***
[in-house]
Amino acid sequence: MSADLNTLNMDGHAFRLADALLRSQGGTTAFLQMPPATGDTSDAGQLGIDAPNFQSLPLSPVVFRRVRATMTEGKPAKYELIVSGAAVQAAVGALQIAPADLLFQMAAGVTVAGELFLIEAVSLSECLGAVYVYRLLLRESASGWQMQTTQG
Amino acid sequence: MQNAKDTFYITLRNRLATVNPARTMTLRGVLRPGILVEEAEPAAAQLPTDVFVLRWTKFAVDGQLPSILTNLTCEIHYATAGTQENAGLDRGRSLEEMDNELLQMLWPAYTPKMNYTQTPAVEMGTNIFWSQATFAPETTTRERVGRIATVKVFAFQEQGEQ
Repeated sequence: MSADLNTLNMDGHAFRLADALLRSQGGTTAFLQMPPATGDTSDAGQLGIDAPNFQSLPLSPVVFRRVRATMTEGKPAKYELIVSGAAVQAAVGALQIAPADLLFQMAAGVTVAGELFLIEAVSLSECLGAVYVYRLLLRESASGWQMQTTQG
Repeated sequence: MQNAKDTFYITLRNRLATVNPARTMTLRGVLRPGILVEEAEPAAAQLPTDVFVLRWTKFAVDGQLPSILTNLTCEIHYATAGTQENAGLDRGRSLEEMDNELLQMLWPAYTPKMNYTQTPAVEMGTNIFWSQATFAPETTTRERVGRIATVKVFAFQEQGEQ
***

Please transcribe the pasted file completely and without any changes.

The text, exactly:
[in-house]
Amino acid sequence: MSADLNTLNMDGHAFRLADALLRSQGGTTAFLQMPPATGDTSDAGQLGIDAPNFQSLPLSPVVFRRVRATMTEGKPAKYELIVSGAAVQAAVGALQIAPADLLFQMAAGVTVAGELFLIEAVSLSECLGAVYVYRLLLRESASGWQMQTTQG
Amino acid sequence: MQNAKDTFYITLRNRLATVNPARTMTLRGVLRPGILVEEAEPAAAQLPTDVFVLRWTKFAVDGQLPSILTNLTCEIHYATAGTQENAGLDRGRSLEEMDNELLQMLWPAYTPKMNYTQTPAVEMGTNIFWSQATFAPETTTRERVGRIATVKVFAFQEQGEQ
Repeated sequence: MSADLNTLNMDGHAFRLADALLRSQGGTTAFLQMPPATGDTSDAGQLGIDAPNFQSLPLSPVVFRRVRATMTEGKPAKYELIVSGAAVQAAVGALQIAPADLLFQMAAGVTVAGELFLIEAVSLSECLGAVYVYRLLLRESASGWQMQTTQG
Repeated sequence: MQNAKDTFYITLRNRLATVNPARTMTLRGVLRPGILVEEAEPAAAQLPTDVFVLRWTKFAVDGQLPSILTNLTCEIHYATAGTQENAGLDRGRSLEEMDNELLQMLWPAYTPKMNYTQTPAVEMGTNIFWSQATFAPETTTRERVGRIATVKVFAFQEQGEQ